You Could Learn a Lot: Poems by RJ Gibson. Number 2.08 in the Seven Kitchens Press Editor’s Series.
Cover art by the author.
Release date: August 15, 2014 [125 copies]
RJ Gibson holds an MFA in Poetry from the Program for Writers at Warren Wilson College. His writing has appeared in Court Green, Columbia Poetry Review, Kenyon Review Online, Waxwing, Cortland Review, Weave, Assaracus, and other journals and anthologies. He lives and works in West Virginia. He always hopes to run into John Waters when in Baltimore.
I’ve been in the news a lot lately, maybe you saw.
Not so much in the news as on.
I was in the background
somewhere between stories on the election and the subprime fiasco.
It’s not hard to get on TV here–so many remote set-ups,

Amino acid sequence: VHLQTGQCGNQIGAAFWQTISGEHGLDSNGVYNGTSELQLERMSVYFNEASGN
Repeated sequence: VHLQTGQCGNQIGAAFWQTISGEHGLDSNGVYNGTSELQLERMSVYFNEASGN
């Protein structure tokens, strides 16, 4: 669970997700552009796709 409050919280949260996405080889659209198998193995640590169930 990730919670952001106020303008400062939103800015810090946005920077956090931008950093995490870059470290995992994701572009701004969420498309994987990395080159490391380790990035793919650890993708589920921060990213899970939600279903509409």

two-man operations, on 6th Ave,
(one of them I think was Portuguese!)
I pretended I was what I was, a tourist,
looking up at the tickers, the lights.
I even took pictures with my camera to look more authentic.
I made sure to turn and walk into frame,
just behind the reporter’s right shoulder.
I ignored their camera so it wouldn’t seem
I was only there to be seen during the nightly news.
It was just turning to night
and there were these fairy lights in some trees.
I was wearing my best wool coat and scarf.
I thought I looked smart without trying too hard.
I wish there’d been more coverage
as I exited Grand Central Station and lit a cigarette
(these days that’s dramatic).
But there was only a van and cameraman for NY 1,
soggy from the rain and cold.
I lingered at Bryant Park outside the tents
but it wasn’t Mercedes-Benz Fashion Week,
so there was nothing but people who looked like they’d be happier if it was June
and they were in the Hamptons.
Nothing but distracted hurry,
belted coats, glossy umbrellas.
So I kept walking up and down 6th Ave,
three times a day, doing a good job of being what I was,
of being small in this city and glad of it.